UKC

/ A Conclusion on day modern politics

This topic has been archived, and won't accept reply postings.
The Ice Doctor - on 01 Mar 2018

It works on these principles:

1) Poisoning the well –  presenting adverse information about a target person with the intention of discrediting everything that the target person says.

 

2) Abusive fallacy– verbally abusing the opponent rather than arguing about the originally proposed argument.

 

???????3) Tone policing – focusing on emotion behind (or resulting from) a message rather than the message itself as a discrediting tactic.

 

4) Appeal to authority – an assertion is deemed true because of the position or authority of the person asserting it

 

5) Appeal to fear – an argument is made by increasing fear and prejudice towards the opposing side

 

6) Wishful thinking - a decision is made according to what might be pleasing to imagine, rather than according to evidence or reason. We will all be better off.

 

7) Manipulation of the mass media - appeal to the masses

 

8) Lies - claim that is presented as true without support, as self-evidently true, or as dogmatically true. This fallacy relies on the implied expertise of the speaker or on an unstated truism. Propositions are claimed to be true or good solely because majority or many people believe it to be so.

 

 e.g. £250 million pounds and a red bus.

 

9) Fallacy of relative privation  – dismissing an argument or complaint due to the existence of more important problems in the world, regardless of whether those problems bear relevance to the initial argument. For example : Immigration

 

10) Straw man fallacy – an argument based on misrepresentation of an opponent's position. e.g The man is a spy.

 

 

Have I missed any?

 

1
Darren Jackson - on 01 Mar 2018
In reply to The Ice Doctor:

You've missed £100m on the side of the bus, for starters...

2
Andy Hardy on 01 Mar 2018
In reply to The Ice Doctor:

Have you missed the part where the only people who can change a government are those living in marginal constituencies?

And the only people who can choose our next PM are the <200k Tories?

Edited to add: I don't really know the exact number of Tory party members there are, because they won't divulge.

Post edited at 17:33
krikoman - on 01 Mar 2018
In reply to Andy Hardy:

> Have you missed the part where the only people who can change a government are those living in marginal constituencies?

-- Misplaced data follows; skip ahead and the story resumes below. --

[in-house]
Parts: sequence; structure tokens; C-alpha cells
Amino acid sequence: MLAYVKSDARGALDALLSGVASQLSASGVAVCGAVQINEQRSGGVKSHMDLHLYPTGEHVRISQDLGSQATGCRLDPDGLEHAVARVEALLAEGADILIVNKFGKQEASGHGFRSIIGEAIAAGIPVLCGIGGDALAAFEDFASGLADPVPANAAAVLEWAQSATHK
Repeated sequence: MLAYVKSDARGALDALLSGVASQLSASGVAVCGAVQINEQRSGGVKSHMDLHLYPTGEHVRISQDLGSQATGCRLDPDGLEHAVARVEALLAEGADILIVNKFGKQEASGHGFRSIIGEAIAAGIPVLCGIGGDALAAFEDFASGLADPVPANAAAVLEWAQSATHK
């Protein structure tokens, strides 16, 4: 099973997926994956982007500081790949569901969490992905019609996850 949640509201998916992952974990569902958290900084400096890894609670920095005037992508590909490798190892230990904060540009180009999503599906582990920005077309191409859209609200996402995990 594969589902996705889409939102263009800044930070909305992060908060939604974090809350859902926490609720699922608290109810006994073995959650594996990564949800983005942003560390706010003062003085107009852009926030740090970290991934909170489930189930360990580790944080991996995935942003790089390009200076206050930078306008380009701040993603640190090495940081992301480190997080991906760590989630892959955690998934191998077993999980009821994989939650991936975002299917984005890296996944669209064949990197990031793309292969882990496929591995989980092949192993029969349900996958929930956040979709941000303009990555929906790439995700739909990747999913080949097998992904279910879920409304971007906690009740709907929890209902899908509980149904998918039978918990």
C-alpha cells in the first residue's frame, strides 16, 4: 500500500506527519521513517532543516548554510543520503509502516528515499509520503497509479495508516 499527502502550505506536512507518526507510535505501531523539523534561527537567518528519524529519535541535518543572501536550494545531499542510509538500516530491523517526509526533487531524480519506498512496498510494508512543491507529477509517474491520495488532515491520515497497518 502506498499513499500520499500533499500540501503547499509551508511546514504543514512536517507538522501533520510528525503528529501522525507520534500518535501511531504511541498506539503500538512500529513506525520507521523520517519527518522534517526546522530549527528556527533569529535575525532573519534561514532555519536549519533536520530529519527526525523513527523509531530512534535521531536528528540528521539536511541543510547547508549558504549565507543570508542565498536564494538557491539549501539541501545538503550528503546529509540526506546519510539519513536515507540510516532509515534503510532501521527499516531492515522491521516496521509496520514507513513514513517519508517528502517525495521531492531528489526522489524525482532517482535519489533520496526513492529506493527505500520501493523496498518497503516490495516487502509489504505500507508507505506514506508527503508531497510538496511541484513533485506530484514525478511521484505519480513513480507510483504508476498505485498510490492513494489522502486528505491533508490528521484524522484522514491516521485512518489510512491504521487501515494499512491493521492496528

> And the only people who can choose our next PM are the <200k Tories?

> Edited to add: I don't really know the exact number of Tory party members there are, because they won't divulge.


Sadly you're right, I've never lived in a marginal seat so my vote has never "meant" anything.

Unfortunately, I can't see full PR working in the UK, there doesn't seem to be any will to work together in any party, and I suppose their philosophies are diametrically opposed so it's bound to be difficult.

MPs aren't really answerable for their actions either.

1
balmybaldwin - on 01 Mar 2018
In reply to Andy Hardy:

They have less every day judging by the half mast flag at the local golf club

Dave Kerr - on 01 Mar 2018
In reply to The Ice Doctor:

How much of that list is actually modern? Lots of those tactics have been around since antiquity!

Post edited at 22:53
stevieb - on 01 Mar 2018
In reply to The Ice Doctor:

I think one of the biggest modern principles is the 51% rule. 

Politicians make little effort to represent all the people or unite the nation, they just try to appeal to 51% and happily demonise others (shirkers, the bankers, metropolitan elite) to achieve this

Gordon Stainforth - on 01 Mar 2018
In reply to stevieb:

That's a v astute comment, that I fear is shockingly true.

1
BnB - on 02 Mar 2018
In reply to Gordon Stainforth:

+ 2

A sad state of affairs. It's only recently that I voted against an alternative voting system but I've since come round to the view that coalition would be (and indeed was) significantly better than a system that bestows unrepresentative power on one party or another.

Thanks for the PM by the way.

jethro kiernan - on 02 Mar 2018
In reply to The Ice Doctor:

You forgot demonising other elements that make up a democracy ie “experts”

the civil service

judges

experts

unions

The education establishment 

 

 

 

Post edited at 07:55
Andrew Kin - on 02 Mar 2018
In reply to The Ice Doctor:

TBH you are just as bad as the politicians.  Breaking it down into subsectors of influences.  I bet there are people much more qualified than you sitting in the offices of Labour and Conservatives doing exactly the same thing to determine where best to target.

Why not tell it straight.  Its outright lies and broken promises to the public to win popularity and maintain control.  They all do it and the better ones are the ones who succeed.

I don't do popularity contests and I realised in the last few years its downright corruption to the highest level, even if those involved don't realise it.

SuperstarDJ - on 02 Mar 2018
In reply to stevieb:

> I think one of the biggest modern principles is the 51% rule. 

> Politicians make little effort to represent all the people or unite the nation, they just try to appeal to 51% and happily demonise others (shirkers, the bankers, metropolitan elite) to achieve this

Not even that many.  Labour had a 35% strategy in 2015 reasoning that this would be enough to allow them to form a government.

Both main parties are working hard to deepen divides and entrench prejudices around ideological lines and to shore up their support rather than reaching out to build a consensus. 

Post edited at 12:17

This topic has been archived, and won't accept reply postings.